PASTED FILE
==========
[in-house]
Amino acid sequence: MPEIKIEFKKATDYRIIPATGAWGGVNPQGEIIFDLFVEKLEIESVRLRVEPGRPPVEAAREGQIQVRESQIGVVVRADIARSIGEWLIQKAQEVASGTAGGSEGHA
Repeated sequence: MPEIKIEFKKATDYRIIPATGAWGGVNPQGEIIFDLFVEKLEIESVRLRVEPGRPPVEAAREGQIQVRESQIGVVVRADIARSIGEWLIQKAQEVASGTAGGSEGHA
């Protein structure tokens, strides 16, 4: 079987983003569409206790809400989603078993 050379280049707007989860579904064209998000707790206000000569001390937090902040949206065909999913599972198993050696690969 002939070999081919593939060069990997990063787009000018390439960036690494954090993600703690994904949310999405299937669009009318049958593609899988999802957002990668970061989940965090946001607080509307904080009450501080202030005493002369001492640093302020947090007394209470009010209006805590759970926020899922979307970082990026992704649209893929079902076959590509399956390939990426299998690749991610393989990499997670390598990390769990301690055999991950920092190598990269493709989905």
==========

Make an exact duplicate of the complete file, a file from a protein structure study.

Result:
[in-house]
Amino acid sequence: MPEIKIEFKKATDYRIIPATGAWGGVNPQGEIIFDLFVEKLEIESVRLRVEPGRPPVEAAREGQIQVRESQIGVVVRADIARSIGEWLIQKAQEVASGTAGGSEGHA
Repeated sequence: MPEIKIEFKKATDYRIIPATGAWGGVNPQGEIIFDLFVEKLEIESVRLRVEPGRPPVEAAREGQIQVRESQIGVVVRADIARSIGEWLIQKAQEVASGTAGGSEGHA
């Protein structure tokens, strides 16, 4: 079987983003569409206790809400989603078993 050379280049707007989860579904064209998000707790206000000569001390937090902040949206065909999913599972198993050696690969 002939070999081919593939060069990997990063787009000018390439960036690494954090993600703690994904949310999405299937669009009318049958593609899988999802957002990668970061989940965090946001607080509307904080009450501080202030005493002369001492640093302020947090007394209470009010209006805590759970926020899922979307970082990026992704649209893929079902076959590509399956390939990426299998690749991610393989990499997670390598990390769990301690055999991950920092190598990269493709989905």